Pennsylvania v. Trump, 2019 WL 190324 (E.D. Pa. 2019); California v. HHS, 2019 WL 178555 (N.D. Cal. 2019)
Two federal trial courts have issued injunctions blocking enforcement of final regulations that expand the exemptions from health care reform’s contraceptive coverage mandate. As background, qualifying religious employers are exempt from the mandate, and certain other employers with religious objections to contraceptives may engage in an accommodation process relieving them of their coverage obligation (see our Checkpoint article). Interim final regulations expanding the exemption to include additional individuals and entities based on sincerely held religious beliefs, as well as others objecting to coverage based on sincerely held moral convictions, were blocked from enforcement by nationwide preliminary injunctions (from trial courts in California and Pennsylvania) (see our Checkpoint article). On appeal, the California court’s preliminary injunction was upheld as to the states that filed the lawsuit and vacated as to other states (see our Checkpoint article). In the meantime, the government issued final regulations that generally adopt the interim final regulations, with clarifications (see our Checkpoint article).
The Pennsylvania and California trial courts have now granted preliminary injunctions blocking enforcement of the final regulations. Here are highlights:
Pennsylvania. The court has issued an injunction that temporarily blocks implementation of the final regulations nationwide. According to the court, the states that filed the lawsuit (Pennsylvania and New Jersey) are likely to prevail on their claim that the final regulations exceed the scope of the agencies’ authority. The court also determined that the final regulations violate the procedural requirements of the Administrative Procedure Act (APA) because of a procedural defect that occurred with the interim final regulations, which “fatally tainted” the final regulations.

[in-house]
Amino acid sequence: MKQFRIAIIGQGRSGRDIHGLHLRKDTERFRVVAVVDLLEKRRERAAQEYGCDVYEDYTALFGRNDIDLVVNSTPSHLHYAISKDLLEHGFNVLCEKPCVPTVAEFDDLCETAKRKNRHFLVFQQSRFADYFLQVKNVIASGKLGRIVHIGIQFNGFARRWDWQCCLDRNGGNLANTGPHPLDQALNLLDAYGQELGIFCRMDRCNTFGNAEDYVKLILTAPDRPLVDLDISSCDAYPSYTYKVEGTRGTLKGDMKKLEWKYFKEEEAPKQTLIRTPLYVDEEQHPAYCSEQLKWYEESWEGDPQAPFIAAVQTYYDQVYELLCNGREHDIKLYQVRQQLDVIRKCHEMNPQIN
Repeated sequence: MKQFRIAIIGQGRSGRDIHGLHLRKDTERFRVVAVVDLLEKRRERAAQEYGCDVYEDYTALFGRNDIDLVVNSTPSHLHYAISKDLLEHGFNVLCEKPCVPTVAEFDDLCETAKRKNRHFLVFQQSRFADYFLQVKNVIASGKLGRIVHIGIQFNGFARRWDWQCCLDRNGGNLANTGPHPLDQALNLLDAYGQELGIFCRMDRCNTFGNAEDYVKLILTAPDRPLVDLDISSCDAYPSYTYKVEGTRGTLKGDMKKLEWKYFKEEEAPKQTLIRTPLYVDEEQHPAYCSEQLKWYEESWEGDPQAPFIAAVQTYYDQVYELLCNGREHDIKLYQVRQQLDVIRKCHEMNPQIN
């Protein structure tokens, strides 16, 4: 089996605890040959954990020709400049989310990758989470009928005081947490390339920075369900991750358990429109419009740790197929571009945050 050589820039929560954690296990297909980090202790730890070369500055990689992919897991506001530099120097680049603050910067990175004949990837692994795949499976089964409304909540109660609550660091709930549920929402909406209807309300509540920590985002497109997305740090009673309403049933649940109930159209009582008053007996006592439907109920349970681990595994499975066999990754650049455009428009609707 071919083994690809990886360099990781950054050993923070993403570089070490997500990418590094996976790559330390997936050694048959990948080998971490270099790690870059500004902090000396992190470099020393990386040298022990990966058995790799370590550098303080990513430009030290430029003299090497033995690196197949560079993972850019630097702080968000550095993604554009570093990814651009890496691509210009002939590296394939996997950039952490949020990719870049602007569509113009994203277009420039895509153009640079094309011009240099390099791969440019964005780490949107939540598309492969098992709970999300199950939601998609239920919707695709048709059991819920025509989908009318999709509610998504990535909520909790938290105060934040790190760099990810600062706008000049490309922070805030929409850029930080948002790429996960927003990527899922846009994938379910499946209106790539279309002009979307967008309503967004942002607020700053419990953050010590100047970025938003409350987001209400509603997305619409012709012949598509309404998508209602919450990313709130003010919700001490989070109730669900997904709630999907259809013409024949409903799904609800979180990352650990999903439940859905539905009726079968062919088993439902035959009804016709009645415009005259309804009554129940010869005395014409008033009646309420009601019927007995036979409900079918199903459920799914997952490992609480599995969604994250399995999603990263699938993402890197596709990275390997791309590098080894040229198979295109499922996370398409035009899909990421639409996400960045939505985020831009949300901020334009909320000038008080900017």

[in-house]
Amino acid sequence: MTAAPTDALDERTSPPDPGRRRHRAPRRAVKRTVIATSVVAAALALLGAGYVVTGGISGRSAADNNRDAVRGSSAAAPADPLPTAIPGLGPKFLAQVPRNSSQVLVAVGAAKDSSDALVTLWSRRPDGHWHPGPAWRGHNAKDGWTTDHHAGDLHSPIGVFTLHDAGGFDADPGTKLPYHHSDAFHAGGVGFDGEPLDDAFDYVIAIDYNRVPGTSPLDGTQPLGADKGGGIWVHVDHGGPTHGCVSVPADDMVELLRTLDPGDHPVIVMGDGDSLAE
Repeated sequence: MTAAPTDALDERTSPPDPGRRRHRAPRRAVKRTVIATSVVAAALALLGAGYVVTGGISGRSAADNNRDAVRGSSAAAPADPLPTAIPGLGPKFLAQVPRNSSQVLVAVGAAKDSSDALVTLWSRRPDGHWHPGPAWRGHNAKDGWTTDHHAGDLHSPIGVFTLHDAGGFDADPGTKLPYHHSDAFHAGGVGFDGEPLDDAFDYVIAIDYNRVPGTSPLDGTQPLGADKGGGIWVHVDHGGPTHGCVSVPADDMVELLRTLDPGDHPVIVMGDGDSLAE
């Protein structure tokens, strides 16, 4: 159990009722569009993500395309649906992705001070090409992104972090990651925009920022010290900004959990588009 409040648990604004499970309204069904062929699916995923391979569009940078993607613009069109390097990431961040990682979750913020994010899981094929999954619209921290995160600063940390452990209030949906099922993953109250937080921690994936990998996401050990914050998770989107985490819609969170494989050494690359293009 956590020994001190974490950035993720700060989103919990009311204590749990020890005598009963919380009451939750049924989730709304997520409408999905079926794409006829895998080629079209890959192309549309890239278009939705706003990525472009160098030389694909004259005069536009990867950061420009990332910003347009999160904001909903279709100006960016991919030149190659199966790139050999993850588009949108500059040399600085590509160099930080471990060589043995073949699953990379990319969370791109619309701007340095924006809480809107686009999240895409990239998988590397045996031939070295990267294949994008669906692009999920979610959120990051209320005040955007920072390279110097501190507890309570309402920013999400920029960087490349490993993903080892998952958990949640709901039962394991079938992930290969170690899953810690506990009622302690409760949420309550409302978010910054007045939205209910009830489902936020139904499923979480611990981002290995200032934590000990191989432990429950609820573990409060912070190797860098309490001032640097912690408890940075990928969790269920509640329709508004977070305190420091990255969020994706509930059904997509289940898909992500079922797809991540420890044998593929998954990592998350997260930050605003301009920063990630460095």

California. The court has granted the request of 13 states (California, Connecticut, Delaware, Hawaii, Illinois, Maryland, Minnesota, New York, North Carolina, Rhode Island, Vermont, Virginia, and Washington) and the District of Columbia, to temporarily block implementation of the final regulations in those jurisdictions. The court determined that the states were likely to succeed (or at a minimum had raised “serious questions going to the merits”) on their claim that the expanded exemptions in the final regulations are inconsistent with the Affordable Care Act, and thus violate the APA. Noting that a Massachusetts court’s refusal to block enforcement of the regulations (see our Checkpoint article) is currently on appeal, the court concluded that it could not meet the high threshold for a nationwide injunction and issued the preliminary injunction only for the states involved in this case.
EBIA Comment: These decisions will almost certainly be appealed. While awaiting a decision on the merits or further action affecting the geographical scope of the injunctions, those potentially eligible for the expanded exemptions under the final regulations will need to closely monitor the latest developments. For more information, see EBIA’s Health Care Reform manual at Section XII.C (“Coverage of Preventive Health Services”) and EBIA’s Group Health Plan Mandates manual at Section XIV.E (“Contraceptive Coverage: Exemptions and Accommodations Based on Religious Beliefs and Moral Convictions”). See also EBIA’s Self-Insured Health Plans manual at Section XIII.C.1 (“Preventive Health Services”).
Contributing Editors: EBIA Staff.